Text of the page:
Kolender v. Lawson - Significance, Impact
William Kolender, et al.
It is not a violation of constitutional due process rights to require that persons who loiter or wander on the streets account for their presence and provide a "credible and reliable" identification when requested by a police officer.
Chief Lawyer for Petitioner
A. Wells Petersen
Chief Lawyer for Respondent
Mark D. Rosenbaum
Justices for the Court
Harry A. Blackmun, William J. Brennan, Jr., Warren E. Burger, Thurgood Marshall, Sandra Day O'Connor (writing for the Court), Lewis F. Powell, Jr., John Paul Stevens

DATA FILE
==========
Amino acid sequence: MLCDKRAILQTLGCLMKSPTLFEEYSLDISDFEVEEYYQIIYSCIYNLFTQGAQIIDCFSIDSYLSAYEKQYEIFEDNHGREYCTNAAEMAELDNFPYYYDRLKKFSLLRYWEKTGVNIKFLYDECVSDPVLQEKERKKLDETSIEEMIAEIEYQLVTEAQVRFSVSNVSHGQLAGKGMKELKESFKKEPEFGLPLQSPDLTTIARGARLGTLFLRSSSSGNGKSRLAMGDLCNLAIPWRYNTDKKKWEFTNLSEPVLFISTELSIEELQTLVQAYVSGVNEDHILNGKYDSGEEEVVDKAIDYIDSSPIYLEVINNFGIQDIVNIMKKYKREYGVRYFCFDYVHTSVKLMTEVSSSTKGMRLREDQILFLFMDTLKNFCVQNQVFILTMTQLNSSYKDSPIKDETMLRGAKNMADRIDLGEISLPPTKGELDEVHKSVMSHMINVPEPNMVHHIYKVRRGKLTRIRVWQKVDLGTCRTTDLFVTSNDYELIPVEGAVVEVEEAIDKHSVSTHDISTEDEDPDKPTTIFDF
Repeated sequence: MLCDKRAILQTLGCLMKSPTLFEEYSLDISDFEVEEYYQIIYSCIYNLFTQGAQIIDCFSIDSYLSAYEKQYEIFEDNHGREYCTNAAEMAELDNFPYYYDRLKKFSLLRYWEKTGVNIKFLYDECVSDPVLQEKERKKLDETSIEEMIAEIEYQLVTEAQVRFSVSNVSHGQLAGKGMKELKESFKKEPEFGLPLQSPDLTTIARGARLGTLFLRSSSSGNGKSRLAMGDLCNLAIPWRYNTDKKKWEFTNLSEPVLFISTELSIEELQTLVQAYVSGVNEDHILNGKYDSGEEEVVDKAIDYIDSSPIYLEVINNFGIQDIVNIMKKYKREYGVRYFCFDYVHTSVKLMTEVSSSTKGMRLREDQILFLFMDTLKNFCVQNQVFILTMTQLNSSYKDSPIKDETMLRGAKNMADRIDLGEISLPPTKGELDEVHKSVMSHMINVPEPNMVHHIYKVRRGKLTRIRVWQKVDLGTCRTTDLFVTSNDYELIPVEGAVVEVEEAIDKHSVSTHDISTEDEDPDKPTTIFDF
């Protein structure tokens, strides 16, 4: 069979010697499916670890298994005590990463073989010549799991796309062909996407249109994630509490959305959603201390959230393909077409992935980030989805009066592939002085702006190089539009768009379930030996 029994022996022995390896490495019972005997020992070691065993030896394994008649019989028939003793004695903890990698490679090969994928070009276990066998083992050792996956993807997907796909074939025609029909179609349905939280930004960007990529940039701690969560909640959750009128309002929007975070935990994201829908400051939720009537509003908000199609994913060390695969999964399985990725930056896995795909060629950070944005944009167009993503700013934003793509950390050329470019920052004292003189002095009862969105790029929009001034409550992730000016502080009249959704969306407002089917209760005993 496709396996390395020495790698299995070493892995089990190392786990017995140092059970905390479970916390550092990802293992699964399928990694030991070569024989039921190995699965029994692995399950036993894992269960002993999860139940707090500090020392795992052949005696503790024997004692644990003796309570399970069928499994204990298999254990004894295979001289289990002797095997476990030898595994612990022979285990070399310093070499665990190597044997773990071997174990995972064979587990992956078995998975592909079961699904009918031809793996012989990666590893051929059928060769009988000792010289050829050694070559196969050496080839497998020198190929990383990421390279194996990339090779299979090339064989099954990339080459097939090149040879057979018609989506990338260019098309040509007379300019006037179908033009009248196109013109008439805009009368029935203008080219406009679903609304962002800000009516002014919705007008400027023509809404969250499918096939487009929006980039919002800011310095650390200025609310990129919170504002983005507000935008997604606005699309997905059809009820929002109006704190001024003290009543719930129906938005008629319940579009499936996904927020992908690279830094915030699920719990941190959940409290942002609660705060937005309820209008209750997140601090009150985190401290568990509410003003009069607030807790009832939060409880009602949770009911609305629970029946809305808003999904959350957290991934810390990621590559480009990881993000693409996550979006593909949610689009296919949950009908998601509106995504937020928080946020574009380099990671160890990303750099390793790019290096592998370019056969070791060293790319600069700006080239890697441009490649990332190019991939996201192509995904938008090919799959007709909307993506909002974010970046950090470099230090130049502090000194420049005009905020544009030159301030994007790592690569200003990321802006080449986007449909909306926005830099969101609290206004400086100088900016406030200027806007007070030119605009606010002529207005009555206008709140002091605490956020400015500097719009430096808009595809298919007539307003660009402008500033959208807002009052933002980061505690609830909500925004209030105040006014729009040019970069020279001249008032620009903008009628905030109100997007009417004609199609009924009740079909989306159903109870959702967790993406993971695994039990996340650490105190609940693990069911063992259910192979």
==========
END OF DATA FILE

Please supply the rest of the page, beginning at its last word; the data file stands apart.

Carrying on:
William H. Rehnquist, Byron R. White
Date of Decision
2 May 1983
The California statute requiring persons to produce identification and explain their presence on the street is unconstitutional under the Fourteenth Amendment due process clause.
- Thornhill v. Alabama, 310 U.S. 88 (1940).
- Shuttlesworth v. City of Birmingham, 382 U.S. 87 (1965).
- Terry v. Ohio, 392 U.S. 1 (1968).
- Papachristou v. City of Jacksonville, 405 U.S. 156 (1972).
- New York Times, May 3, 1983.
- Trosch, William. "The Third Generation of Loitering Laws Goes to Court: Do Laws that Criminalize `Loitering with the Intent to Sell Drugs' Pass Constitutional Muster?" North Carolina Law Review, January 1993.
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- Kolender v. Lawson - Significance
- Kolender v. Lawson - Impact
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